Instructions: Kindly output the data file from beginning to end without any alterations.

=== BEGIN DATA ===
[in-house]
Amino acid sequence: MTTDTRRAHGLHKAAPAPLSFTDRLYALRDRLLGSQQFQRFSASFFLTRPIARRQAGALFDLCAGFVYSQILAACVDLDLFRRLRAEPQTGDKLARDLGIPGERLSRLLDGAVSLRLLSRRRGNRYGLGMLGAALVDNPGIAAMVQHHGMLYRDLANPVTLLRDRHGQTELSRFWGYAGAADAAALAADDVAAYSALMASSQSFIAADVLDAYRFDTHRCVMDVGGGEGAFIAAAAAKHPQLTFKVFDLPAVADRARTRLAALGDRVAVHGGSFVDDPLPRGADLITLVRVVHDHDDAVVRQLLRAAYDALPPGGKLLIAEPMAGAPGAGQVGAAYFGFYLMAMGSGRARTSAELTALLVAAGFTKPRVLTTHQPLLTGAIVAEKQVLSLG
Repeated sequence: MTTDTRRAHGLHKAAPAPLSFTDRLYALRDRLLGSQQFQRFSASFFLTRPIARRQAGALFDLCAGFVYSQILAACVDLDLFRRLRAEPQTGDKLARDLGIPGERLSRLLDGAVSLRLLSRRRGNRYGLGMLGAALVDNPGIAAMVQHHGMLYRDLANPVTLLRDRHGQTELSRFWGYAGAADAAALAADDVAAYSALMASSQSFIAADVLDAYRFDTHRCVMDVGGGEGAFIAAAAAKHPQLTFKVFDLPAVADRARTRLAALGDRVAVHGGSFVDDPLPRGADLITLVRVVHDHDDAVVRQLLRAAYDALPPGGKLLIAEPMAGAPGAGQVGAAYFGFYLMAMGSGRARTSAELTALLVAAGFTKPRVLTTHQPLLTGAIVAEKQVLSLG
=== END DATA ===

[in-house]
Amino acid sequence: MTTDTRRAHGLHKAAPAPLSFTDRLYALRDRLLGSQQFQRFSASFFLTRPIARRQAGALFDLCAGFVYSQILAACVDLDLFRRLRAEPQTGDKLARDLGIPGERLSRLLDGAVSLRLLSRRRGNRYGLGMLGAALVDNPGIAAMVQHHGMLYRDLANPVTLLRDRHGQTELSRFWGYAGAADAAALAADDVAAYSALMASSQSFIAADVLDAYRFDTHRCVMDVGGGEGAFIAAAAAKHPQLTFKVFDLPAVADRARTRLAALGDRVAVHGGSFVDDPLPRGADLITLVRVVHDHDDAVVRQLLRAAYDALPPGGKLLIAEPMAGAPGAGQVGAAYFGFYLMAMGSGRARTSAELTALLVAAGFTKPRVLTTHQPLLTGAIVAEKQVLSLG
Repeated sequence: MTTDTRRAHGLHKAAPAPLSFTDRLYALRDRLLGSQQFQRFSASFFLTRPIARRQAGALFDLCAGFVYSQILAACVDLDLFRRLRAEPQTGDKLARDLGIPGERLSRLLDGAVSLRLLSRRRGNRYGLGMLGAALVDNPGIAAMVQHHGMLYRDLANPVTLLRDRHGQTELSRFWGYAGAADAAALAADDVAAYSALMASSQSFIAADVLDAYRFDTHRCVMDVGGGEGAFIAAAAAKHPQLTFKVFDLPAVADRARTRLAALGDRVAVHGGSFVDDPLPRGADLITLVRVVHDHDDAVVRQLLRAAYDALPPGGKLLIAEPMAGAPGAGQVGAAYFGFYLMAMGSGRARTSAELTALLVAAGFTKPRVLTTHQPLLTGAIVAEKQVLSLG